A group of fertility experts has published an analysis confirming that recourse to In-vitro Fertilisation (IVF) has soared despite the fact that it is not always justified. The risks to the health of mother and child are quite considerable. The authors of the publication therefore wonder whether the risks associated with excessive IVF practices outweigh the benefits.
Dr. Esme Kamphuis (University of Amsterdam) and her colleagues, who are international experts in reproductive medicine, have published an analysis pleading for moderate recourse to IVF, especially in cases of unexplained subfertility. The number of IVFs has increased considerably*
. This increase is mostly due to cases of masculine subfertilty, ageing ovarian function and unexplained subfertility – reasons that do not pose "a complete obstacle to conception, which can be proved"
Health risks. The benefits of IVF are not questioned in the case of women with blocked fallopian tubes and the numerous causes of masculine infertility. However, the authors emphasise key links between the increased health risks to mother and child as soon as IVF is initiated. The article also highlights the need to balance short-term considerations in terms of the immediate profitability of the money spent on IVF procedures resulting in pregnancy and the long-term health considerations for mother and child. Such risks include "multiple pregnancies – due to the implantation of several embryos, which appears to be correlated with gestational diabetes, pre-eclampsia and adverse effects on foetal development". Conversely,” the implantation of a single embryo may lead to miscarriage and increases the risk of premature births from 50 to 70%".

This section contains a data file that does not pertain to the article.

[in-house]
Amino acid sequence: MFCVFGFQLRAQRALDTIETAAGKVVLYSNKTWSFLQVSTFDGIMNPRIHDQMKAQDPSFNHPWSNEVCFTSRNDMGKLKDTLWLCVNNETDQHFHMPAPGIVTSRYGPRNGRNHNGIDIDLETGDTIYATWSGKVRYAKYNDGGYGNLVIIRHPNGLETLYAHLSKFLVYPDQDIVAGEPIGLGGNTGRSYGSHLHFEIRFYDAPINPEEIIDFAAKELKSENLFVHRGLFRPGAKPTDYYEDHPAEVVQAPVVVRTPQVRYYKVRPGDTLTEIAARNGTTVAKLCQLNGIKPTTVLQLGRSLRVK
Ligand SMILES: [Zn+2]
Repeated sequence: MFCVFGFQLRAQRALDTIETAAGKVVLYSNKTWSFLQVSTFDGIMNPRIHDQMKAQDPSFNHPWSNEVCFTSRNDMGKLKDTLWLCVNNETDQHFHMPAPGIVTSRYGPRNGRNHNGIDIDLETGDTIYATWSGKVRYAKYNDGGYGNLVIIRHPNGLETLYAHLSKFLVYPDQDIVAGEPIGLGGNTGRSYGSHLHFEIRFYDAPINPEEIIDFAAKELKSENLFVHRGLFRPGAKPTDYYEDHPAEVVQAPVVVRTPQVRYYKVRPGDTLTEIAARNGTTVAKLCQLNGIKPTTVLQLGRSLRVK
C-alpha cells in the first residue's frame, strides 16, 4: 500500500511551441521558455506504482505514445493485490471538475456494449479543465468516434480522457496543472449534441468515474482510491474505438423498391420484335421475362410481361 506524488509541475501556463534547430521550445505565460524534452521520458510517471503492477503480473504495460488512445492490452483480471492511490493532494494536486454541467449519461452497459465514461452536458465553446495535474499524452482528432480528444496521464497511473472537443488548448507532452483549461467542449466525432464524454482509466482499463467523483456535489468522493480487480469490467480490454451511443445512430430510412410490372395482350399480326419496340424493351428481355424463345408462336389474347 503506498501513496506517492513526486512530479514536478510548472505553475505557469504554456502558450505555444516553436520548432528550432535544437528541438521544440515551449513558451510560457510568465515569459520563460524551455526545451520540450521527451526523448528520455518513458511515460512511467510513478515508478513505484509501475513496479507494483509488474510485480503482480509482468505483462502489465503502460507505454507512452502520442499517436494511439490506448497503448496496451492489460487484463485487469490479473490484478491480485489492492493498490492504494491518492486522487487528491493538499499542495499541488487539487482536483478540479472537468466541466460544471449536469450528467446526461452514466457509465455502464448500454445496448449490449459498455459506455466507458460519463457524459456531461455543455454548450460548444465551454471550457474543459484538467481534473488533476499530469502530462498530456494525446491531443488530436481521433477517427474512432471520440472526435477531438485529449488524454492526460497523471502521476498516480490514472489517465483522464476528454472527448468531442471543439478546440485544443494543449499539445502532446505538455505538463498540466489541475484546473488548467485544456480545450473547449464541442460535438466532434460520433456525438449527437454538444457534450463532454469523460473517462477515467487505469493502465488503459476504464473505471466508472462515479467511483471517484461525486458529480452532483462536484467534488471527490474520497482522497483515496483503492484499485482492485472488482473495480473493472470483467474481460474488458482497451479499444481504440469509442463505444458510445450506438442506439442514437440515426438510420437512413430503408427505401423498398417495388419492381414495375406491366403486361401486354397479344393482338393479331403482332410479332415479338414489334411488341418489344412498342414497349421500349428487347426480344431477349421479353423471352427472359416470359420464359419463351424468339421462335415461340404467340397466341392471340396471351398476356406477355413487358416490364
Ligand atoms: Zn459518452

In conclusion, the doctors are asking for cases of unexplained subfertility not to be treated by IVF. They are also calling for caution to be exercised in other cases "particularly when all of these problems cannot be resolved, the benefits for couples are uncertain and the chances of natural procreation are reasonable"
*Between 1978 and 2003, one million children were born following IVF. In 2005, 2 years later, a million more were born due to this procedure. By the end of 2013, it was estimated that 5 million children were born following IVF.